Should we all thank GDPR for recruitment boost? | Recruiters Weekly News

Data security is about to take centre stage as we enter the final six months before GDPR comes into effect. While many UK businesses are recruiting to ensure readiness, an equal number has not even scratched the surface of their compliance obligations.

GDPR readiness: one in four now recruiting

With six months left of the GDPR transition period, more UK companies than ever are recruiting to ensure compliance.

These were the findings of online learning company Litmos Heroes, who conducted research prior to the launch of their GDPR course.

The company’s data found that 22 per cent of surveyed businesses had completed a hire to improve GDPR readiness. Among the most sought after candidates are data protection officers (DPOs). DPOs will be mandatory for some companies under GDPR, placing a heavy demand on their skills. It is thought that as many as 28,000 new DPO roles could be created by GDPR in Europe alone.

Although the deadline is now fast approaching, time has not yet run out. eBoss has been developing recruitment software tools, and a series of resources to ease the workload of GDPR readiness.

And, if you are still not fully compliant, you are far from alone. Litmos discovered that 90 per cent of businesses would not be ready, if GDPR were introduced tomorrow. 30 per cent had not even begun to initiate their compliance programs.

eBoss will be publishing our definitive guide to GDPR for recruiters within the coming weeks. Sign up to our newsletter to stay updated on this and other recruitment news.

Ageing Better issues challenge to recruiters

Around one third of 50 to 65 year olds are out of work in the UK, according to the Centre for Ageing Better. The data has led the charitable organisation to issue a challenge to Britain’s recruiters: find roles for older workers, and gain a better understanding of their skills.

Extrapolated across the country, the figures would suggest as many as 3.6 million working age adults over 50 currently out of work. Of these, 1 million will have left their last post involuntarily, and 38 per cent will struggle to find new work within two years.

The centre says that the skills of older workers are often misunderstood, and therefore under-utilised. They have called on the recruiting sector to make better use of this under-appreciated resource in the labour market.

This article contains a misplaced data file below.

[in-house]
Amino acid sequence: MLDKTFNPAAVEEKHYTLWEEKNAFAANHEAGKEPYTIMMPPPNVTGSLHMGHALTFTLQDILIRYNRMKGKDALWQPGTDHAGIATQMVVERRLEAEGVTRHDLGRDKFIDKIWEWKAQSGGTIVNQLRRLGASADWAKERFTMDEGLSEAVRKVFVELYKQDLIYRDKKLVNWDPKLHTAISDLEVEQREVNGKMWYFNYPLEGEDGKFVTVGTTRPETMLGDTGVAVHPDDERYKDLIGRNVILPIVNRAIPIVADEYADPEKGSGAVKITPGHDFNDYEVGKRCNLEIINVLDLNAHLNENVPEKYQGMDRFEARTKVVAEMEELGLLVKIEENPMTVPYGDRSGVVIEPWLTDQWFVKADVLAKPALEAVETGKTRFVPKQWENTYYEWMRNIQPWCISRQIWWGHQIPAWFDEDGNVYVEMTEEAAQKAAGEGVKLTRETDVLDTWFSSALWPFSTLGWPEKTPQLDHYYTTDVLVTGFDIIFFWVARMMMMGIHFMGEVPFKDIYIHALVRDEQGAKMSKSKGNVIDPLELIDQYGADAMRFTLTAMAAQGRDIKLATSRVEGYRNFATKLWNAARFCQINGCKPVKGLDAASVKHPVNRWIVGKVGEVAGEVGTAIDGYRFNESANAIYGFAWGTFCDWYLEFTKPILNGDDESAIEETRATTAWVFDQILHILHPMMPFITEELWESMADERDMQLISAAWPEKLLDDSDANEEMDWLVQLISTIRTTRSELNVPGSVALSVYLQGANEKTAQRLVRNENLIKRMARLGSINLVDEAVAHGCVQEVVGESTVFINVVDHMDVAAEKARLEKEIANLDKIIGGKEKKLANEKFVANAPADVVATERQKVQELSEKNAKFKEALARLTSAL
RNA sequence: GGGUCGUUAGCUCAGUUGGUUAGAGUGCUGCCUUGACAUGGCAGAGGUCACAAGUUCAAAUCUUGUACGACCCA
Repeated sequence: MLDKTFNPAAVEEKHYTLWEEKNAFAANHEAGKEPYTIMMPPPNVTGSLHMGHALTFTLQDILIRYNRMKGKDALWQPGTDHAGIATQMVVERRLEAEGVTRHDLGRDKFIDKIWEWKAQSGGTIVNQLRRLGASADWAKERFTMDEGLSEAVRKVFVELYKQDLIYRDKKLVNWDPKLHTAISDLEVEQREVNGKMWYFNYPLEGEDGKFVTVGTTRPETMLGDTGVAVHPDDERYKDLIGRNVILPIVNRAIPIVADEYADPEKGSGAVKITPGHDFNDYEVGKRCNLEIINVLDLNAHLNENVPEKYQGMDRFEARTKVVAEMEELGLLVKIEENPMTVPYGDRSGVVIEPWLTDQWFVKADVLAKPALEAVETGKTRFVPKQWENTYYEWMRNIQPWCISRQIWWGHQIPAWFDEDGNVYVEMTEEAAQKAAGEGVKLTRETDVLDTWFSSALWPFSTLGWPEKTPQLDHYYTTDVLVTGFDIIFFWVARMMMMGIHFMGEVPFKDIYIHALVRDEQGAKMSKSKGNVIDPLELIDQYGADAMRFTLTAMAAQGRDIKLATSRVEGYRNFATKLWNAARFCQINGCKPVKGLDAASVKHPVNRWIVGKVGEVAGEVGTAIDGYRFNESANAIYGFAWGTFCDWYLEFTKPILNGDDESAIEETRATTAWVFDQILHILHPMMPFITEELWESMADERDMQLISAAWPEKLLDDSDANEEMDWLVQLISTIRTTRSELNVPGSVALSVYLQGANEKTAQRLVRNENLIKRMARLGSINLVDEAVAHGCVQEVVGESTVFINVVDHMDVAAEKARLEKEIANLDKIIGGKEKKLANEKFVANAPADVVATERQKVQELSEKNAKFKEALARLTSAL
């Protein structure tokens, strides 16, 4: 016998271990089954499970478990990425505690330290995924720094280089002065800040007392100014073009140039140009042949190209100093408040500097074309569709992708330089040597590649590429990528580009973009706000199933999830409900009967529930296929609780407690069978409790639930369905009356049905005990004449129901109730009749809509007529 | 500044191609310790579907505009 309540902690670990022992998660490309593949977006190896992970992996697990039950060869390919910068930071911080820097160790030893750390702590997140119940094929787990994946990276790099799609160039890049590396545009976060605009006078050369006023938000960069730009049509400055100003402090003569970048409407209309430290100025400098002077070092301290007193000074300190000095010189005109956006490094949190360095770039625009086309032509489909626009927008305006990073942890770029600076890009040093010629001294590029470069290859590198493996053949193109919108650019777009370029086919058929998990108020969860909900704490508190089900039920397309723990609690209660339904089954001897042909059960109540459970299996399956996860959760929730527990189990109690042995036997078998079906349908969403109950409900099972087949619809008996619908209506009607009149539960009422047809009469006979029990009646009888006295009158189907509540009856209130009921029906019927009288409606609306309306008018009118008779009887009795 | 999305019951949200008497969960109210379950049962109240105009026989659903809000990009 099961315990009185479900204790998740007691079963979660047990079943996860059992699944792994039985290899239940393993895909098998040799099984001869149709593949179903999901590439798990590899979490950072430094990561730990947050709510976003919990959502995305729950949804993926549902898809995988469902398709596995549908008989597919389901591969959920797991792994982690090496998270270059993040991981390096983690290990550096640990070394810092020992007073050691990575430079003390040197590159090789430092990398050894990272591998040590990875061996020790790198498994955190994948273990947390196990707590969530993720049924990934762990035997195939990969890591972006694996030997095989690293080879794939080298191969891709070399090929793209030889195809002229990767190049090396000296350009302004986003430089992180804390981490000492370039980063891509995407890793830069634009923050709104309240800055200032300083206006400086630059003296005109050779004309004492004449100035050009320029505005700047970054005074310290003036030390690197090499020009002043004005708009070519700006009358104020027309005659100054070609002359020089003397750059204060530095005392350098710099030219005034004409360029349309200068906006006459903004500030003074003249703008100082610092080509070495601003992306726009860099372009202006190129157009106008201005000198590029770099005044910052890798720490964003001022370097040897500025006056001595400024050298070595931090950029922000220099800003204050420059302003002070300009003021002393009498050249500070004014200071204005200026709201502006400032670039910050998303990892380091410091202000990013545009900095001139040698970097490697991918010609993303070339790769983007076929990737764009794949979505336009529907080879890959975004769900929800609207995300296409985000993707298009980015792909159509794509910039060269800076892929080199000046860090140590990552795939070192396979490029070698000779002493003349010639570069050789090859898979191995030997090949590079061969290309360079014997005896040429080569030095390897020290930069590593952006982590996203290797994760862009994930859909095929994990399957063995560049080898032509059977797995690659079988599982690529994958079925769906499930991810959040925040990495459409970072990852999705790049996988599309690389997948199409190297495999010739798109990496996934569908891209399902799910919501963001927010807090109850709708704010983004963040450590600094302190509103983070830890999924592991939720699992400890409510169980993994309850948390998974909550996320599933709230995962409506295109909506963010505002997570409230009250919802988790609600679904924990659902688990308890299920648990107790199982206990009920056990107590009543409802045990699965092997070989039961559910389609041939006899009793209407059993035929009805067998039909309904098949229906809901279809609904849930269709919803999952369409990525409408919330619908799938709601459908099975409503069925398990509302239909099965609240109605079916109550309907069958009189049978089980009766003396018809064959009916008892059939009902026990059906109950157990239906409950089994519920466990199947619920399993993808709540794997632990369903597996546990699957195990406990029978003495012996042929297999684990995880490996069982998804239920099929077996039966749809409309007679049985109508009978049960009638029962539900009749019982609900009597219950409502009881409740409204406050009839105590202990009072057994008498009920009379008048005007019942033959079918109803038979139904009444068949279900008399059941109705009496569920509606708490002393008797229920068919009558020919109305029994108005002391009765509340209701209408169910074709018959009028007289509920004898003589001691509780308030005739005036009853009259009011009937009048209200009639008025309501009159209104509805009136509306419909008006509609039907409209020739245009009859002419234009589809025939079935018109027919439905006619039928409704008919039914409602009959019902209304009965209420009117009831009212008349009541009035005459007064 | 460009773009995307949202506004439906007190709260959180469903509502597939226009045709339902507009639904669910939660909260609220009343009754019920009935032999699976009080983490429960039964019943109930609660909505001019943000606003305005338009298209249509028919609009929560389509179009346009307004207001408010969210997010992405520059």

The Centre for Ageing Better has laid out three areas of improvement:

  • Place greater value in life experiences of older workers.
  • Translate existing skills to match modern recruitment. Talented individuals may lack formal qualifications, but not competence. Recognising this should be the duty of recruiters.
  • Discuss with employers the provision of roles and conditions that are flexible and accommodating for candidates of every demographic.

    Transposing older skills into the modern jobs market is a challenge as, historically, job titles and descriptions evolve over time. But the introduction of semantic search features has improved the situation in recent years. Recruiters can reliably source and understand the relevant skills of candidates, even when listed using out-of-date terminology.

    Kelly Services takes Gold Coast contract

    Australian recruitment specialists Kelly Services has won the contract for the 2018 Commonwealth games. The deal will see the recruitment firm supplying temporary and contingency staff for the Gold Coast games next year.

    Cameron Murray, of the Gold Coast 2018 Commonwealth Games Organising Committee said Kelly Services would make 400 new hires. Positions focus on supply and logistics: with roles ranging from warehousing and forklift operators, to call centre staff and administrators.

    Sports and leisure is a booming industry in Australia, with government statistics showing the sector accounting for more than 1 per cent of the country’s total employment. The games will run from the 4th to the 18th April, 2018, in Queensland.